Petsche Columnist mug

Providing a simple safety concept to Central DeWitt Intermediate Principal Bill Petsche (center) are Jim Clark and Gina Helton of DeWitt. Sections of unserviceable fire hoses can be used on the hinge mechanism of older classroom doors to keep out intruders.

The phrase “No one cares what you know until they know you care” is a cliche quote often used in the world of education, but at Central DeWitt, we strive to live it each day, demonstrating to students how much we care.

Students are coming to us each day in a variety of places.  Some got a good night’s sleep, ate a good breakfast, and had positive interactions at home getting ready for school.  Some students are dealing with some type of abuse, medical issues, went to bed hungry, got up late or experienced turmoil while getting ready for school.  Most students probably fall in the middle of these two scenarios.  

In order to serve all students effectively, no matter how they arrive at school, we must meet them where they are and the most important key to the process is building strong relationships with them.  By building strong relationships, not only do we create a trusting environment, but we get to know students and are able to identify what their needs truly are.  Brain research shows us that if a student comes to us hungry, scared, angry, grieving or suffering from some type of trauma, we must first address those needs if they are going to learn effectively.  In today’s world, the number of students coming to us with these types of needs is increasing.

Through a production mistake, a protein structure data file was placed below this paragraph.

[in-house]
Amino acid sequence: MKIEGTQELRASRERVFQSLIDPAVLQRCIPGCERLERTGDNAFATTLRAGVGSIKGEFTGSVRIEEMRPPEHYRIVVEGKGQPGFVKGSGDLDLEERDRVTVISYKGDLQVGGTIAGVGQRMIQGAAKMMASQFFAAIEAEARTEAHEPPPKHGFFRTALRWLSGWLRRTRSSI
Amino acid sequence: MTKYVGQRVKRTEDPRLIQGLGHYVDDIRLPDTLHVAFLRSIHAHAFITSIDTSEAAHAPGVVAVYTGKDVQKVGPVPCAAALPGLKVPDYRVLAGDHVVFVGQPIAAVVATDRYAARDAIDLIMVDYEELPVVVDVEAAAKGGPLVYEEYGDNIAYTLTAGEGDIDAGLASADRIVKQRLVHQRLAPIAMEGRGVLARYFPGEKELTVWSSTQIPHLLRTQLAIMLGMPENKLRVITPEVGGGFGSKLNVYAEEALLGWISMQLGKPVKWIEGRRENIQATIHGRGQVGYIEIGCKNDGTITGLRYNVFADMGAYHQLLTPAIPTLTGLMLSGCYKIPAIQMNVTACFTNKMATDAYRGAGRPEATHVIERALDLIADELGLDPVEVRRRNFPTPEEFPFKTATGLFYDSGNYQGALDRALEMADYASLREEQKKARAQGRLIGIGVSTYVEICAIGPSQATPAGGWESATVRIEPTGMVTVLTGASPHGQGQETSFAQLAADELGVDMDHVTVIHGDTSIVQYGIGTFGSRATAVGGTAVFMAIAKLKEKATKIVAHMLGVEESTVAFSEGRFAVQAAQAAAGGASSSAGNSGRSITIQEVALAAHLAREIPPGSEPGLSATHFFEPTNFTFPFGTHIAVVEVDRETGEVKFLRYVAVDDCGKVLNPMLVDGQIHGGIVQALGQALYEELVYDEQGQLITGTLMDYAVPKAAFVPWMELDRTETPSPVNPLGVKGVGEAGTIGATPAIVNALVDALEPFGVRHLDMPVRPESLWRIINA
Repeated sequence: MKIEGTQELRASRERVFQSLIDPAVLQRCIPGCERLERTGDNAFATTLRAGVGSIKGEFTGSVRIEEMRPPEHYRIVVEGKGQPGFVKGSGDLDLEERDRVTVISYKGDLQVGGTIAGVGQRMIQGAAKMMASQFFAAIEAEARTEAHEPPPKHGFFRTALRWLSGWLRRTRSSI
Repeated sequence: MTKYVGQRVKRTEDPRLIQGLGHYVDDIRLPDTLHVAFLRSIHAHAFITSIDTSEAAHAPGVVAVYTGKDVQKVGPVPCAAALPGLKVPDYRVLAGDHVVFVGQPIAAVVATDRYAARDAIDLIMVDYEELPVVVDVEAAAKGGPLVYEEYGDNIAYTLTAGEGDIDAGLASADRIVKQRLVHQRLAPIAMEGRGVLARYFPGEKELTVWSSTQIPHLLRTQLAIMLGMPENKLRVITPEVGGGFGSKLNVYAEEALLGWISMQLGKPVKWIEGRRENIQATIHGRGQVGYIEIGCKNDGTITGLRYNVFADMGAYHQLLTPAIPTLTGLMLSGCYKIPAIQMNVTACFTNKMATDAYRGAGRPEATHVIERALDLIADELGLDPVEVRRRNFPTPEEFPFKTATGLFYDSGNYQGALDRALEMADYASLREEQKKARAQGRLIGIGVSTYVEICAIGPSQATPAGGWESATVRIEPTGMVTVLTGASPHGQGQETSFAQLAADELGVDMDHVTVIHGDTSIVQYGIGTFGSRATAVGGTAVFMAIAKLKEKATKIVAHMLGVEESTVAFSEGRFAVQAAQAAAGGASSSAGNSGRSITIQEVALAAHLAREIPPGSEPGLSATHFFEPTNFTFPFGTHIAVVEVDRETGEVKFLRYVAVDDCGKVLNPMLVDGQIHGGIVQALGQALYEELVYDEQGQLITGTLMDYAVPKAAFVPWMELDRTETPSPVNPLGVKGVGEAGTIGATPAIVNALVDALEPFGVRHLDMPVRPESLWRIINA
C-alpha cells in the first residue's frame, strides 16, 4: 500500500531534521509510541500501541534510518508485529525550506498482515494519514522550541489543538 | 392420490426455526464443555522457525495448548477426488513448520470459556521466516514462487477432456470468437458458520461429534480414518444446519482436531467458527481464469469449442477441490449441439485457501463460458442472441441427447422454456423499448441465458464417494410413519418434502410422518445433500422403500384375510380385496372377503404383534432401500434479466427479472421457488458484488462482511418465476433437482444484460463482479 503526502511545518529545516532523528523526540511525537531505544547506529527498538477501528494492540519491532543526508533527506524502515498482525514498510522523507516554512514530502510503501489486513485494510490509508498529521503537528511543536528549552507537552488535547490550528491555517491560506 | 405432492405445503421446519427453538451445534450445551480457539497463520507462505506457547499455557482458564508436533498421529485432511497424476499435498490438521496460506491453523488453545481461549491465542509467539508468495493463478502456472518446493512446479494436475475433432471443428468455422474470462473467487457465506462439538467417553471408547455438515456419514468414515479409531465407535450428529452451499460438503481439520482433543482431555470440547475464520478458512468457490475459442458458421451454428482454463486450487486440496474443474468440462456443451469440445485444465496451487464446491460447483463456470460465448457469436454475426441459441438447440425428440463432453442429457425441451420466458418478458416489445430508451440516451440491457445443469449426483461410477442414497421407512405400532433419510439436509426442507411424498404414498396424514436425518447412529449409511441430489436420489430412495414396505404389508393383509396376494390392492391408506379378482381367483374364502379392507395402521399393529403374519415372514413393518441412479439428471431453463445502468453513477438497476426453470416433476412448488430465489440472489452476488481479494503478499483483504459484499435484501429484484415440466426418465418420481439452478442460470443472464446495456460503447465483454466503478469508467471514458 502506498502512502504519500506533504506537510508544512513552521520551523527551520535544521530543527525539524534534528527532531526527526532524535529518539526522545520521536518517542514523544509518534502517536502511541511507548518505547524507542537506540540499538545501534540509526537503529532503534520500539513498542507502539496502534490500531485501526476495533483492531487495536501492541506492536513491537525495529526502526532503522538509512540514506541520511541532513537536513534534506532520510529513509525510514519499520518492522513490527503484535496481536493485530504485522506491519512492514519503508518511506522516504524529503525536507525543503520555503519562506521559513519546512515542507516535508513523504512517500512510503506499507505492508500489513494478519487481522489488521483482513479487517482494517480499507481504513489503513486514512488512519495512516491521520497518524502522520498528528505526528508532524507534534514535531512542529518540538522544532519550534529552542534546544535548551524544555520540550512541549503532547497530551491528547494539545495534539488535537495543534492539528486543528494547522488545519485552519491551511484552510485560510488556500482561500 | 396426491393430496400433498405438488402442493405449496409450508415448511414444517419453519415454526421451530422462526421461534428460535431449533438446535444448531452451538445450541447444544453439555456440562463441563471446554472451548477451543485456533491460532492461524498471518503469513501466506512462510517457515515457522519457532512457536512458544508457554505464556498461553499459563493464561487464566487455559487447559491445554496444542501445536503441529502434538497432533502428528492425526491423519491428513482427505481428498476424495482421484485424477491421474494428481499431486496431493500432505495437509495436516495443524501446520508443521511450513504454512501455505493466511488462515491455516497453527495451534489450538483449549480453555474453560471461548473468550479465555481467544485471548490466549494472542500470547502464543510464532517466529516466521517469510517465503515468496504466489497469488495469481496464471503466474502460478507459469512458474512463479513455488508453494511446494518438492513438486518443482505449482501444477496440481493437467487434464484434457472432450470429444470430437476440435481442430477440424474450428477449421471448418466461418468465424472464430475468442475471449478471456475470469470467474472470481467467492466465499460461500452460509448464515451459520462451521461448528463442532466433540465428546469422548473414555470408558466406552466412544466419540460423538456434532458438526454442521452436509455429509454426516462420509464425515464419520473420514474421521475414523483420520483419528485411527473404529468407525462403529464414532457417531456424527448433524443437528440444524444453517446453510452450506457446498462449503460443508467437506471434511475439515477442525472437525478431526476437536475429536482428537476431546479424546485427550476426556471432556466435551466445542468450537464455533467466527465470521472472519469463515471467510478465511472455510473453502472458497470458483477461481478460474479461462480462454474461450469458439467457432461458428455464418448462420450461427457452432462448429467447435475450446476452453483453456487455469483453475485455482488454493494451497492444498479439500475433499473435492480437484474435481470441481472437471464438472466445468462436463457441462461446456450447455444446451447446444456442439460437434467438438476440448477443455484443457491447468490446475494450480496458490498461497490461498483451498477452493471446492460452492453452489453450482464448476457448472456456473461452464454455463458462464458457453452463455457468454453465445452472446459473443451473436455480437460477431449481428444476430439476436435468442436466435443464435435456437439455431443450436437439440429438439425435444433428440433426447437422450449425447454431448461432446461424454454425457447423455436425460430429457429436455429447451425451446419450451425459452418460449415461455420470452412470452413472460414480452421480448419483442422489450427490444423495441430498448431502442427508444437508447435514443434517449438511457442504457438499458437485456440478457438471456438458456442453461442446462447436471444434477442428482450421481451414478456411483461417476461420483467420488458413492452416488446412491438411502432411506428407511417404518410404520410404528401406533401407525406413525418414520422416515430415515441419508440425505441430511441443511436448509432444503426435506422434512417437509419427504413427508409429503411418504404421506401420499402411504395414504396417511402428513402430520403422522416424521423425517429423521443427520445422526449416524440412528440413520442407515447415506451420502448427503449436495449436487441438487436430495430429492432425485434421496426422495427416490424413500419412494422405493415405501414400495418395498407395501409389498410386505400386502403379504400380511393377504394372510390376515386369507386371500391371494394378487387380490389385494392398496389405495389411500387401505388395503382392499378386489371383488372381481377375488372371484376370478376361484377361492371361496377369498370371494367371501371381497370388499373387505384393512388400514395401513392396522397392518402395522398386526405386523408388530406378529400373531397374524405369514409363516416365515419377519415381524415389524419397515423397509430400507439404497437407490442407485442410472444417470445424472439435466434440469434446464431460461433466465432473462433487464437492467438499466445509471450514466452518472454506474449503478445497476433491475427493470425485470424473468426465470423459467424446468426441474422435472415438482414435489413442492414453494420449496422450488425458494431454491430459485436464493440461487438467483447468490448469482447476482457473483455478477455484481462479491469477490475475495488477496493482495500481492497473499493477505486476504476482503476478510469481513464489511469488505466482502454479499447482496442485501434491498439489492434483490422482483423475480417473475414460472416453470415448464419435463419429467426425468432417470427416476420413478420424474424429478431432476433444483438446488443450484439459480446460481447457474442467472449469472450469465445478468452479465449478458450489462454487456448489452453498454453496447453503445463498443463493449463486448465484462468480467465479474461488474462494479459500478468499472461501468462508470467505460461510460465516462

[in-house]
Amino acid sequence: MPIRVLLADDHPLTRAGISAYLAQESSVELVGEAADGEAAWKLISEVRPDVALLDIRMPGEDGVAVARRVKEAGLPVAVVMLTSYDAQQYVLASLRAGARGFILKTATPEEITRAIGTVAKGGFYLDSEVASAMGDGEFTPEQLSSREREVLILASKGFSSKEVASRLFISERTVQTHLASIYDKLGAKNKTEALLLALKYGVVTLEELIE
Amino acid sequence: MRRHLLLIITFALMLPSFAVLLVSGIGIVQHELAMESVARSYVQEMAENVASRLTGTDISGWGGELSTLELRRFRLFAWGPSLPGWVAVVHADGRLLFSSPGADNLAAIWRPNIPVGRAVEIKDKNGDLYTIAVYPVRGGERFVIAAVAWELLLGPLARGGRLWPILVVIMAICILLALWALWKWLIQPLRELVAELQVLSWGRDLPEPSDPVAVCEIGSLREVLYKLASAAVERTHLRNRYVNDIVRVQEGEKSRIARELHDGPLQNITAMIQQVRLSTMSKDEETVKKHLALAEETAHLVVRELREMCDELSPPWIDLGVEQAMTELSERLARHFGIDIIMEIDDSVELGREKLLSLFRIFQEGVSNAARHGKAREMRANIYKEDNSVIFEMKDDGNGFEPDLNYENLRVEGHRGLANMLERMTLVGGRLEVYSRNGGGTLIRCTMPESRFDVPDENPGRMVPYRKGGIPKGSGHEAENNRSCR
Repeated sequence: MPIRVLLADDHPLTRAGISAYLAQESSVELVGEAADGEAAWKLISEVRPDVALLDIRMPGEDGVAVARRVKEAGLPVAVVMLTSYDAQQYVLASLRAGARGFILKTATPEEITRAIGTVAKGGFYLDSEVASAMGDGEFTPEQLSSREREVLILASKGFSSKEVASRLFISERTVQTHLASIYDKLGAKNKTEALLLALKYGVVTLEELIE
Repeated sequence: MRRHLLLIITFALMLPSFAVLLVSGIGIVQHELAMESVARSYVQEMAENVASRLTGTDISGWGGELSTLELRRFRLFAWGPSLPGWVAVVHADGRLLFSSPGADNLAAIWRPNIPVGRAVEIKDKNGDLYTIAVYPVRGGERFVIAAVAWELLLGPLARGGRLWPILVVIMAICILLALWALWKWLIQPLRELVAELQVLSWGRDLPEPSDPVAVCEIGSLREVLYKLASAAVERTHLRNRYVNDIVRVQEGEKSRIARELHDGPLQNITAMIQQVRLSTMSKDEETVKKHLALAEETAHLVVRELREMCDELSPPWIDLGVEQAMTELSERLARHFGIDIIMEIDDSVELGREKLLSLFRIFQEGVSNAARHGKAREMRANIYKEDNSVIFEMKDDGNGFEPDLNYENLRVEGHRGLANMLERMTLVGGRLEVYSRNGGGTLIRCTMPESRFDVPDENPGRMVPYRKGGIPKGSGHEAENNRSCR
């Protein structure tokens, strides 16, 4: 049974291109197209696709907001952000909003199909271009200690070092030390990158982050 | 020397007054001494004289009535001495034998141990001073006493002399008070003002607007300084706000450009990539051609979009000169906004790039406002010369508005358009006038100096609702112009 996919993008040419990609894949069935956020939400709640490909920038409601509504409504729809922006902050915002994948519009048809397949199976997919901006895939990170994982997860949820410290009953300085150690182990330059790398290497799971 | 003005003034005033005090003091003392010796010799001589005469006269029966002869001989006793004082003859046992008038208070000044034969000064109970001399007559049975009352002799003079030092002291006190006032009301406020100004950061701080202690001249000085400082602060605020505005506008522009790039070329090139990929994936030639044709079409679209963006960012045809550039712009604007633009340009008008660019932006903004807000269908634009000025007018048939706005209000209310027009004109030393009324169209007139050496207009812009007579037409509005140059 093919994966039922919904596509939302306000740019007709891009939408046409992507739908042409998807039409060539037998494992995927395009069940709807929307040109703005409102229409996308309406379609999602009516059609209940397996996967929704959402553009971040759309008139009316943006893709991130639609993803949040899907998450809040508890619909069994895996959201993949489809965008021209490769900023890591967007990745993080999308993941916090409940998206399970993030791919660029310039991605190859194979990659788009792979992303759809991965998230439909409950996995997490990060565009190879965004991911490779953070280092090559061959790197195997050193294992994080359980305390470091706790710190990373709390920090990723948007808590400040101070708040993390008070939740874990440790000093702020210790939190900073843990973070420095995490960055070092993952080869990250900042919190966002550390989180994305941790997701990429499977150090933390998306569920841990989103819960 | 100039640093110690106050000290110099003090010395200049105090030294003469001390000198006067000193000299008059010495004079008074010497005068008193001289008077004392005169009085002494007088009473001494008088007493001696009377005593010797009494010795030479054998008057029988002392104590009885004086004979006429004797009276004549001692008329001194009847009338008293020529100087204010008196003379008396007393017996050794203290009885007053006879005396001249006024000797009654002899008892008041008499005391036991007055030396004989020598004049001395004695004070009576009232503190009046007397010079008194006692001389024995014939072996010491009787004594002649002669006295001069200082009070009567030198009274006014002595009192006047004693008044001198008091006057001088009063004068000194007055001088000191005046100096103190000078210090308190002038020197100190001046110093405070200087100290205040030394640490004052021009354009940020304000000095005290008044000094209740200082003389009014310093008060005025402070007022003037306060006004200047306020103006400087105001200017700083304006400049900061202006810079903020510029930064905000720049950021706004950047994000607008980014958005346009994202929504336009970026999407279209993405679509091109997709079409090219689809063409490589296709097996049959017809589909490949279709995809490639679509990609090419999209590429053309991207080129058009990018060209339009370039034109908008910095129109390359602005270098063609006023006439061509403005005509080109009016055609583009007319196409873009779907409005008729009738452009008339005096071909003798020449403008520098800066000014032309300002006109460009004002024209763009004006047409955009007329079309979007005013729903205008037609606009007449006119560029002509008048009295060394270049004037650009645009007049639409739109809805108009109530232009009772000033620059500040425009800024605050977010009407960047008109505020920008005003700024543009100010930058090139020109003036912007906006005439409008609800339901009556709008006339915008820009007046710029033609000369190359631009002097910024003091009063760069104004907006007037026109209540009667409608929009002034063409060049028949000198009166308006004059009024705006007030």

We are blessed to have tremendous facilities in our district, but most importantly, we have staff members that prioritize relationships with students and addressing student needs.  Everyone in the district plays a part, the bus driver that picks them up in the morning, the custodian that greets them at the door as they walk into school, the teacher and associates that guide their learning in the classroom, the nutrition staff that serves them lunch with a smile, and the secretary that patiently listens to their story while phones are ringing.  Through the relationships that staff members develop with our students, we are able to identify strategies to meet each student’s need.

If you were to walk into our building this is a sampling of the strategies you would see used to address social, emotional and behavior needs.  Flexible Seating - a majority of classrooms utilize flexible seating including standing desks, swivel chairs, bouncy balls for seats, and collaborative tables.  You would see fidgets, tools such as stress balls that allow students to stay active with their hands in order to keep the brain focused.  In the classroom you would see students taking brain breaks.  These short active breaks help students refocus so they can return to work feeling centered and ready to learn.  In the media center, you would see stationary bikes used as reading stations.  Some students benefit from a short break in the sensory room.  This room has a variety of equipment that allows students to regulate and refocus before heading back to class.  Across the building you would hear the emphasis on positive language.  We strive to use at least 4 positive comments for each bit of negative feedback.  In the Intermediate School building you would also see a variety of mentors that are utilized to complement staff relationships.  High school and middle school students as well as adult community members volunteer as lunch buddies, tutors and mentors in the building.  Our goal is for all students to grow and develop.  Relationships are the foundation for this success and at Central DeWitt you will see these relationships developed at all levels.